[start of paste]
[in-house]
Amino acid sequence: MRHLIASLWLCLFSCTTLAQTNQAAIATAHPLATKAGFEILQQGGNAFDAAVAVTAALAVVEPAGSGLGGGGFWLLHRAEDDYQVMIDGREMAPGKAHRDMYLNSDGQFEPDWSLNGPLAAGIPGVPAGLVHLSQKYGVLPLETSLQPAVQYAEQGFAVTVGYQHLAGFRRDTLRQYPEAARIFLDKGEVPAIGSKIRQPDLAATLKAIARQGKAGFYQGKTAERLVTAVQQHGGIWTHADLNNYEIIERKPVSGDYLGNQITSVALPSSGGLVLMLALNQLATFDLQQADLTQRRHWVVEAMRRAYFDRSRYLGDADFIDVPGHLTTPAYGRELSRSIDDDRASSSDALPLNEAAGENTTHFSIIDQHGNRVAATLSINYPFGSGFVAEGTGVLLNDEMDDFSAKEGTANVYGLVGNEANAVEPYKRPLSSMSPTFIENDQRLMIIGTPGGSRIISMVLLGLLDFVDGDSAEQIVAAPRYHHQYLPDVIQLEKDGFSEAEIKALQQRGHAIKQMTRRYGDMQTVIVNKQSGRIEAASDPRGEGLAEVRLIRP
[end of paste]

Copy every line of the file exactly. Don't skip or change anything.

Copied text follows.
[in-house]
Amino acid sequence: MRHLIASLWLCLFSCTTLAQTNQAAIATAHPLATKAGFEILQQGGNAFDAAVAVTAALAVVEPAGSGLGGGGFWLLHRAEDDYQVMIDGREMAPGKAHRDMYLNSDGQFEPDWSLNGPLAAGIPGVPAGLVHLSQKYGVLPLETSLQPAVQYAEQGFAVTVGYQHLAGFRRDTLRQYPEAARIFLDKGEVPAIGSKIRQPDLAATLKAIARQGKAGFYQGKTAERLVTAVQQHGGIWTHADLNNYEIIERKPVSGDYLGNQITSVALPSSGGLVLMLALNQLATFDLQQADLTQRRHWVVEAMRRAYFDRSRYLGDADFIDVPGHLTTPAYGRELSRSIDDDRASSSDALPLNEAAGENTTHFSIIDQHGNRVAATLSINYPFGSGFVAEGTGVLLNDEMDDFSAKEGTANVYGLVGNEANAVEPYKRPLSSMSPTFIENDQRLMIIGTPGGSRIISMVLLGLLDFVDGDSAEQIVAAPRYHHQYLPDVIQLEKDGFSEAEIKALQQRGHAIKQMTRRYGDMQTVIVNKQSGRIEAASDPRGEGLAEVRLIRP